I’m not sure how this post will be taken. The first update got 20 comments, the second one got zero. It does seem a bit self-indulgent. But I promised to keep you updated on the experiment so here it is.
If you missed the original posts, basically I made it my new years resolution to get my sleeping patterns in order. A big part of that is logging all sorts of information to do with my sleep so that I can see how things are progressing. I have already posted updates at the 3 month and 6 month marks. Today marks the end of the 9th month, and I am three quarters of the way through the experiment.
As in the previous posts, these graphs all depict 7-day rolling averages. Hopefully the labels are self-explanatory. As you can see, my sleep still has these annoying cycles which I’m trying to shake off at the moment. I am still experimenting a bit, seeing what I can do to make the situation better.
At the beginning of August I decided I would go to bed quite early regardless of how tired I felt, no matter whether I thought I would get to sleep or not. The result was that I was actually getting to sleep later than I had been (as the blue line heads down, the red line heads up). By the end of the week I felt awful and I knew that I had wasted a lot of time just lying awake in bed. I think it is probably better to tire yourself out before you retire to bed.
Looking towards the end of the graph, it also seems as though the lines are beginning to flat-line rather than go in these peaks and troughs that I am trying to get rid of. There is a slow but definite drift upwards though due to a lack of commitments giving me little incentive to get up early.
Just now I am going to bed later than I have for a number of months and I am not getting up until after noon. So in the short term I’ll be working to bring those times back earlier again.
In this graph you can quite clearly see the point where I tried going to bed early — the highest peak in the ‘insomnia’ graph all year. You can see the knock-on effect that had as a whole by the red and green peaks as well. All-in-all, I was spending almost 12 hours per day in bed. That’s not on as far as I’m concerned, and it’s good to see that the whole thing has calmed down a lot over the past couple of months, with a prolonged period where I was only spending 9 hours per day in bed. I’m aiming to keep this below 10 hours in the long run.
One annoying feature of my sleeping patterns that has crept in over the past few months is waking up early for no apparent reason. The graph to the right demonstrates this.
The blue line shows the difference between the time I set my alarm for and the time I wake up every day. The red line is a 7-day rolling average and there is a grey trendline. As you can see, the spikes below zero are becoming more frequent than they were at the start of the year.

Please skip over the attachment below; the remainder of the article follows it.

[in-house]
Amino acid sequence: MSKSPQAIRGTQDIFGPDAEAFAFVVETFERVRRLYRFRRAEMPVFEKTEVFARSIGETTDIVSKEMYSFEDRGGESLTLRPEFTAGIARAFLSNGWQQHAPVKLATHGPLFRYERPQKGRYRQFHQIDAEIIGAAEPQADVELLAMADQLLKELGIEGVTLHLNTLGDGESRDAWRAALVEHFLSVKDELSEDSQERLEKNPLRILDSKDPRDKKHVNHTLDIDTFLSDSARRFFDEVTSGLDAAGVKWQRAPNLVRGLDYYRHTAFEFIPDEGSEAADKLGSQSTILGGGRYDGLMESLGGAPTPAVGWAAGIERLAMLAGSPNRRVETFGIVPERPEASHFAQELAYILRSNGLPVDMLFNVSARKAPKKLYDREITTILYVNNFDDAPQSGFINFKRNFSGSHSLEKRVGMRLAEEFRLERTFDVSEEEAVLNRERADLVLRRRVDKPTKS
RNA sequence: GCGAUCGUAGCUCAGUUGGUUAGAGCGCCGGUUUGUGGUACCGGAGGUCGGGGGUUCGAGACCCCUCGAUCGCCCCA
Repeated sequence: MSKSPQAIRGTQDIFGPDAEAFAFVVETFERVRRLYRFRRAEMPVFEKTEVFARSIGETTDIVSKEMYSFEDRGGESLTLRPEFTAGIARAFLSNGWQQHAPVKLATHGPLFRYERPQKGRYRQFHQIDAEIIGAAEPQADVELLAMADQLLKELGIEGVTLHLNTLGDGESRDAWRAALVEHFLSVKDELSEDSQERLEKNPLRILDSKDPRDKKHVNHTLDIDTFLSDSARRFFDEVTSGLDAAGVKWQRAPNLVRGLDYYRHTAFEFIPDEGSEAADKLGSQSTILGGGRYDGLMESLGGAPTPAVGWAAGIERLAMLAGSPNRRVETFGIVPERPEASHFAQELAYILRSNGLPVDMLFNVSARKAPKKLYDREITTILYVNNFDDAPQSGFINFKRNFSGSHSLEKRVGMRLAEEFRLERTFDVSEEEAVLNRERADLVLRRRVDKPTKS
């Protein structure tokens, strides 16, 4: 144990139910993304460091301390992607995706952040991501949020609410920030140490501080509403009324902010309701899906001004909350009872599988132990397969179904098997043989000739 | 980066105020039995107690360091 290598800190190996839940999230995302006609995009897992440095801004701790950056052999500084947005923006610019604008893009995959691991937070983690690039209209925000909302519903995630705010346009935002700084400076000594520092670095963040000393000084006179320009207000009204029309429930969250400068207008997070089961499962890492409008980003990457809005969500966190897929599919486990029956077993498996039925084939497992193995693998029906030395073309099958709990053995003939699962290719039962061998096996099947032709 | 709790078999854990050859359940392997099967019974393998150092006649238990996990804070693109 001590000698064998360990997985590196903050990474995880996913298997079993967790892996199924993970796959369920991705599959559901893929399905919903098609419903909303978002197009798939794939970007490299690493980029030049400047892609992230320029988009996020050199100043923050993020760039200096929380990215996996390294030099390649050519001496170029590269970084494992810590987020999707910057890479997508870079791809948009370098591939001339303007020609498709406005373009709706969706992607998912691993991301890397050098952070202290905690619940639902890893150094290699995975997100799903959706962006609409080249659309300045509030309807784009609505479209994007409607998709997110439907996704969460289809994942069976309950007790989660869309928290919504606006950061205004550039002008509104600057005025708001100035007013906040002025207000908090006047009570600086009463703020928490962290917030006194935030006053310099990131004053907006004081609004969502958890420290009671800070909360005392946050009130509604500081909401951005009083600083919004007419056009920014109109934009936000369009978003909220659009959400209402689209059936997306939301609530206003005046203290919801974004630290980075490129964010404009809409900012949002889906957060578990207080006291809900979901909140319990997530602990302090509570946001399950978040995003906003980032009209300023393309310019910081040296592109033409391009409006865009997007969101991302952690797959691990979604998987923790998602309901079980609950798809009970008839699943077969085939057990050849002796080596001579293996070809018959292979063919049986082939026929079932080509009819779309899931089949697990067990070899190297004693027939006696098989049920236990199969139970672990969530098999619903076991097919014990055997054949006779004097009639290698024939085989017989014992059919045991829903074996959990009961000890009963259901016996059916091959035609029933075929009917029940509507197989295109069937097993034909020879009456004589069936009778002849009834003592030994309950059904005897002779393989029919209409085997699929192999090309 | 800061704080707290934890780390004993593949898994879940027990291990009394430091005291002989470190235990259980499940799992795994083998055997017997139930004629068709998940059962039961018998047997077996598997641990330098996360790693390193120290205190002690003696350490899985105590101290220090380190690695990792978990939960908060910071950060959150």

I think like most people I have always woken up in the middle of the night, but normally I am able to go straight back to sleep. More and more, I find myself unable to simply turn over and fall asleep again and I actually end up staying awake until I get up. Strangely, this seems to happen most often on Saturdays. That used to be the day when I slept in the most.
What I also find amusing about the graphs is just how much you can tell about my life just by looking at them. Take the time I set my alarm for. You can see more or less the exact point where I finish university, when the regular early starts stop in March. You can even see that extra-evil exam when I had an extra-early start.
From then on, the time I set my alarm at more or less goes wherever my whim takes me. But you can still see little glimpses into my life. Those moments where I set my alarm at 0830 every two weeks or so? Formula 1 practice sessions. You can even see the point when it was the Canadian Grand Prix rather than a European race, the giveaway being that there is no early start for around four weeks in June. The line goes even further up because there was no early Sunday morning start for the GP2 race! The same happened when there was no F1 action for three weeks in August.
All-in-all, I’m pleased with my progress so far during the year. But the times have not become much earlier since I wrote my last update in July. Then I said my aim was to start getting up regularly at 1000. I have failed to do that and the trendline still rests above 1100. The times remain around an hour earlier than they were at the start of the year — the same as six months ago.
My target for the rest of the year now is to take all of the activity an hour earlier, then get rid of the ‘cycles’ so that I have a regular pattern. There are a couple of challenges ahead, namely the Japanese and Chinese Grands Prix which are coming up in a couple of weeks. That will inevitably cause havoc.
On my side, though, is the fact that the clocks change later this month. Essentially, my target therefore is to keep my sleeping patterns as they are. That might seem like a bit of a cop-out, but I’m sure most of this is psychological.
Perhaps unwisely, I didn’t take into account daylight savings time in my graphs. This means that instead of getting up (etc.) one hour earlier, I have really got up two hours earlier. But in a way I don’t think that’s the point. The point is, how much do I feel like I need to get up if I wake up at 1000? How different does that feel if I wake up at 1100? My aim is to start feeling like I should get up at 1000.